“Go, Mommy, go! You can do it!”
I got us to the trailer safely.
With my daughter cheering me on, I felt like I could do anything.
While on a bike, “there is always that thin edge of danger to keep you alert and comfortably apprehensive,” wrote Bill Emerson in his Saturday Evening Post essay, “On Bicycling.” Whenever I wasn’t riding through a rainstorm, my mom worries fell right off that thin edge.
My youngest daughter didn’t want to ride on the bike as much as her sister did. Even now, at 12, she prefers scooters and skateboards to bikes. I could have given up the mom bike when she was a toddler, but my friends’ boys, who were the same age as my youngest, liked going for rides with me. I was just as happy riding around the neighborhood with them. I pointed out the rabbits, rang the bell on demand, and delighted in the smiles of neighbor parents who knew what I was doing, taking other people’s kids for rides as an excuse to get on my bike. Who rides a mom bike with a child seat without a child in it? The boys’ moms knew they were doing me a favor.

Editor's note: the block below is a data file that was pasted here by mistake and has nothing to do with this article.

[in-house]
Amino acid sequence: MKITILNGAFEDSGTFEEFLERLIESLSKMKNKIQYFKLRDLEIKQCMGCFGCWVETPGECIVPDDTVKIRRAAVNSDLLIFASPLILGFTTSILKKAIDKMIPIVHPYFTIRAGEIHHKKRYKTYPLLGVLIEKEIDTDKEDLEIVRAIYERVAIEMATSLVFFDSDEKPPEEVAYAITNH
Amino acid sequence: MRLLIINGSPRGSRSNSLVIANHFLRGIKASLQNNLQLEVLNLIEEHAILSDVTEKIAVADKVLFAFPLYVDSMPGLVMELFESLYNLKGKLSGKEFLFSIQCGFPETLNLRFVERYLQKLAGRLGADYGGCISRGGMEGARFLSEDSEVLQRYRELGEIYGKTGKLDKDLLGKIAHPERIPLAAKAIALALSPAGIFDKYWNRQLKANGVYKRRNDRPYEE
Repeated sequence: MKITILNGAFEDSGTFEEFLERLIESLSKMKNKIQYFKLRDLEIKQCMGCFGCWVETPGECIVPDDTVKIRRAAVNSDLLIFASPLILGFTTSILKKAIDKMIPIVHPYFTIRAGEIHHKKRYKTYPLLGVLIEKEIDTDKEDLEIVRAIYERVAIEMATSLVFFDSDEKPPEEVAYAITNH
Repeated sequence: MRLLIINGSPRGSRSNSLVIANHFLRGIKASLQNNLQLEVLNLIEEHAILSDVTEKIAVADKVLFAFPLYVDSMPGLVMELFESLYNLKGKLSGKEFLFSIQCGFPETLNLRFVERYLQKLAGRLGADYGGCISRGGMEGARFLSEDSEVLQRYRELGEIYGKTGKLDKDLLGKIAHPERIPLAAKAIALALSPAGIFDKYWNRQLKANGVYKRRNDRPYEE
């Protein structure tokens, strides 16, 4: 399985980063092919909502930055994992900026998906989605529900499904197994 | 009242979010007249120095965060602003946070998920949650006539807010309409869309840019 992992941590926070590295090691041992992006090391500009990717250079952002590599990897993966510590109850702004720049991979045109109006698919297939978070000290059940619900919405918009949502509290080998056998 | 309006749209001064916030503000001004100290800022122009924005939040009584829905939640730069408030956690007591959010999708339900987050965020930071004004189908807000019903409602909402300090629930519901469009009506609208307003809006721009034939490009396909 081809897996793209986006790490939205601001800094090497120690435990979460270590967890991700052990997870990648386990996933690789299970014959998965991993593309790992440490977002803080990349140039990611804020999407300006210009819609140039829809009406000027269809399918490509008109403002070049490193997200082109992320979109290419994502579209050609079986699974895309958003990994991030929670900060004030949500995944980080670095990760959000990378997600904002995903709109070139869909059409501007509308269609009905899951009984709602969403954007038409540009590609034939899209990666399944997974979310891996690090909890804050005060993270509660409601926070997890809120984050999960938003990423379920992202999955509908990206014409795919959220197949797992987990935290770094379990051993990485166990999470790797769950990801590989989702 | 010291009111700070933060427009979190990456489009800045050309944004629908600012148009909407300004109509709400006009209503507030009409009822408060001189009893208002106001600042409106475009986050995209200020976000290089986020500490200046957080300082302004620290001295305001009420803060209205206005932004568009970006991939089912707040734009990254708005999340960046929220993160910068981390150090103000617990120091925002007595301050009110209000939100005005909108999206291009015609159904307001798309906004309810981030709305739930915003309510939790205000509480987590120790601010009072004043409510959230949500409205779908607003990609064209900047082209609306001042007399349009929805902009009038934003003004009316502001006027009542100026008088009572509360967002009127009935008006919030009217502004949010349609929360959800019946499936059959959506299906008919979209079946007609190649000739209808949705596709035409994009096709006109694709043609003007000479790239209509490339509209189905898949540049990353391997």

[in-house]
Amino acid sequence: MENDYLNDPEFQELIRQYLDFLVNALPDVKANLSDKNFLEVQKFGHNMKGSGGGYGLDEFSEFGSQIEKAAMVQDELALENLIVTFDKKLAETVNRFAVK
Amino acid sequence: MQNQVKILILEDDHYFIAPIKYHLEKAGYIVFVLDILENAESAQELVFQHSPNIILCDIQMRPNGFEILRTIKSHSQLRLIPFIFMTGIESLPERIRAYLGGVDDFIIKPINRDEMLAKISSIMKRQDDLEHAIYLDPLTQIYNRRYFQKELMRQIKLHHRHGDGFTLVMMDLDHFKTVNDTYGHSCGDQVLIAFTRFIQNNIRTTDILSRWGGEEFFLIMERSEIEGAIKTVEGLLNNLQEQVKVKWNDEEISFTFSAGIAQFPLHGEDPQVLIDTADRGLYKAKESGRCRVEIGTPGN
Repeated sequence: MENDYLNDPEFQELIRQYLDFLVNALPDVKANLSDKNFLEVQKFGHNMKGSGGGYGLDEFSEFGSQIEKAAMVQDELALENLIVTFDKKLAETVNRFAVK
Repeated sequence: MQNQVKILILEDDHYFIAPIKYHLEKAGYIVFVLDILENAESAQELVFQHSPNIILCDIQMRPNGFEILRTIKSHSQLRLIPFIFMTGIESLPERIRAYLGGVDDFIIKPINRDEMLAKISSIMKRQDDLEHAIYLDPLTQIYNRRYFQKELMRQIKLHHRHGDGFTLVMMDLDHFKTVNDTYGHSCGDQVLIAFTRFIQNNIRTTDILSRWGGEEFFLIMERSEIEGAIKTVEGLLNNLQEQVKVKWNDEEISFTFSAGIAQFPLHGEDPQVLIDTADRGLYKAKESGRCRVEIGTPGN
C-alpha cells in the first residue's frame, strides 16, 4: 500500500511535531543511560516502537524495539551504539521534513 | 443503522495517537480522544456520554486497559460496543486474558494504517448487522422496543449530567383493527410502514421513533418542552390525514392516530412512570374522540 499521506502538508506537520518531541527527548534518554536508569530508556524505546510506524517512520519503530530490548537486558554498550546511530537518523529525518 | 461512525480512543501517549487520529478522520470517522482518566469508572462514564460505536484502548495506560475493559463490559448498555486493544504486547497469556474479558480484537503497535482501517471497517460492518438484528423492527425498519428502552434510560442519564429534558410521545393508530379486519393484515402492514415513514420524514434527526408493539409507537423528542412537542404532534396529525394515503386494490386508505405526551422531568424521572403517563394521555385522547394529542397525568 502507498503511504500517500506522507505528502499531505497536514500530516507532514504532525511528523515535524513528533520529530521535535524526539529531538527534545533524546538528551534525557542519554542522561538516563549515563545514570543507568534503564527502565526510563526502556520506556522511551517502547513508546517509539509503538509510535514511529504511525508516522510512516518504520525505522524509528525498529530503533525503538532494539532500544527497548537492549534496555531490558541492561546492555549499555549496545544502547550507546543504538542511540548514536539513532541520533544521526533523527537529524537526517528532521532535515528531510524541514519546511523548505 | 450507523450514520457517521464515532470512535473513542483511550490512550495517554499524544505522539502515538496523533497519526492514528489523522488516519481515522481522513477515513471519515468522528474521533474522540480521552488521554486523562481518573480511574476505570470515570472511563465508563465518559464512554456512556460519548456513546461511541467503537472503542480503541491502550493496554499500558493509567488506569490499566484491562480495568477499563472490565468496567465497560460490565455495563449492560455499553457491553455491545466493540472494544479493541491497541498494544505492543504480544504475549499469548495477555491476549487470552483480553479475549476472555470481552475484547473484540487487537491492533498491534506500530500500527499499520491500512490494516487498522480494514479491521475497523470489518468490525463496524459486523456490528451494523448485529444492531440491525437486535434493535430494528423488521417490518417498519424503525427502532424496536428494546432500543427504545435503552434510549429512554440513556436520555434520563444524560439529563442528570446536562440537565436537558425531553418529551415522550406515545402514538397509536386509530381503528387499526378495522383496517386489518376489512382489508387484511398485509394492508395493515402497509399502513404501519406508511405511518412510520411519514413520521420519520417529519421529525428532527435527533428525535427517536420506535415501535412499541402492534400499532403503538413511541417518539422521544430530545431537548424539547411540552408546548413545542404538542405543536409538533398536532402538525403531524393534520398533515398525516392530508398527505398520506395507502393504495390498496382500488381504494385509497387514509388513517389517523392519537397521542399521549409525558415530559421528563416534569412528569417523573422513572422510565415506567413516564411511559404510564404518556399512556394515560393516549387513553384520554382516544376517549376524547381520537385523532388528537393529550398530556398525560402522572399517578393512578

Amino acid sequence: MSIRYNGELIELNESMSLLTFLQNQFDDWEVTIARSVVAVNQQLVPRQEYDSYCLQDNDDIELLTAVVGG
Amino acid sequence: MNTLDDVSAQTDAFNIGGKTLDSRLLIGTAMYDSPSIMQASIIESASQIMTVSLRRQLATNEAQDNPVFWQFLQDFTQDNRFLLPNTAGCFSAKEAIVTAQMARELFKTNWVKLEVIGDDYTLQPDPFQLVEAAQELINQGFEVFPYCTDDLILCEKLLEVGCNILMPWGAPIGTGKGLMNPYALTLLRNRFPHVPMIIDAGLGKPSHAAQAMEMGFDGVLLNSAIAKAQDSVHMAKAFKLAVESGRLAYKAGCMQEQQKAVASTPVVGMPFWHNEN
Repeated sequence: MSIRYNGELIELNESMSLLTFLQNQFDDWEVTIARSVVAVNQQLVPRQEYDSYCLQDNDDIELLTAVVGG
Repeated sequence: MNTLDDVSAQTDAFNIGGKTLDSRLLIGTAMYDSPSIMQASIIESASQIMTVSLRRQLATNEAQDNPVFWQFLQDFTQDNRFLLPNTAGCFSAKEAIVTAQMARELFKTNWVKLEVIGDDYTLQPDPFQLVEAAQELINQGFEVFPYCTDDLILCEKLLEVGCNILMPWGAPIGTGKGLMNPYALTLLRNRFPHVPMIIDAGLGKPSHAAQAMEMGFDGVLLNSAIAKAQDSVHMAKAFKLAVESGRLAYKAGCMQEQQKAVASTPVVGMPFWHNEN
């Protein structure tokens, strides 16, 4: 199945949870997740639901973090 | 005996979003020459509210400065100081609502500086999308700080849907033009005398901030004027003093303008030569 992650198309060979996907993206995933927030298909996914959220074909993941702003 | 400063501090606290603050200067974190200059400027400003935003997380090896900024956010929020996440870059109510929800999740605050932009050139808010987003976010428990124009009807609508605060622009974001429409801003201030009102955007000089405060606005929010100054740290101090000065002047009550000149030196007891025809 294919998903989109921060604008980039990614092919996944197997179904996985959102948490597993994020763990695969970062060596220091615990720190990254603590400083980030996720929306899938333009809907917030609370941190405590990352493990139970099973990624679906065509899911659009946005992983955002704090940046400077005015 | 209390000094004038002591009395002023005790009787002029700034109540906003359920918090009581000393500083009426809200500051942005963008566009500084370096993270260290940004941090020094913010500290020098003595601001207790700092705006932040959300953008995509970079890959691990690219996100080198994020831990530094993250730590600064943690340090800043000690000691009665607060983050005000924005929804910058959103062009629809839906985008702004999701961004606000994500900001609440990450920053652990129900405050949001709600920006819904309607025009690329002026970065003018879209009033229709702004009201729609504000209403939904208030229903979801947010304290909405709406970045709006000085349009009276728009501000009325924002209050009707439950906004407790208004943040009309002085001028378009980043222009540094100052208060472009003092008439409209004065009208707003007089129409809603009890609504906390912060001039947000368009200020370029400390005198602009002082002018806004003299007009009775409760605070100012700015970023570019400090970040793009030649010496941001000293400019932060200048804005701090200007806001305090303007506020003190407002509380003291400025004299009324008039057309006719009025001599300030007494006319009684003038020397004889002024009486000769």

When all the kids in my life got too old for the bike seat, I still tried to get my girls to go on bike rides with me. I even proclaimed last summer to be The Summer of Family Bike Rides. After spending an entire school year driving my family in the car, always racing the clock, I wanted us all pedaling in the same direction, with the fresh air and exercise drawing us closer. I mandated one ride per week.
We rode together once that summer.
When we got to the trail, it was a beautiful day for a ride, warm and sunny, but no one was happy. The youngest realized her bike was getting too small. The oldest, no longer loved the feel of the wind in her curls. She sulked as she pedaled and said us she’d rather be reading. My husband the avid cyclist kept critiquing our choice of gears and pedal strokes.
“Stop complaining!” I yelled. “We’re on a bike ride!”
I wasn’t striving for an Instagram-perfect peloton, just freedom from the worry that my family was drifting apart. It was a short ride. When we got home, I put the bike in the corner of the garage behind the scooters. I knew I wouldn’t be riding it again soon.
On the Road Again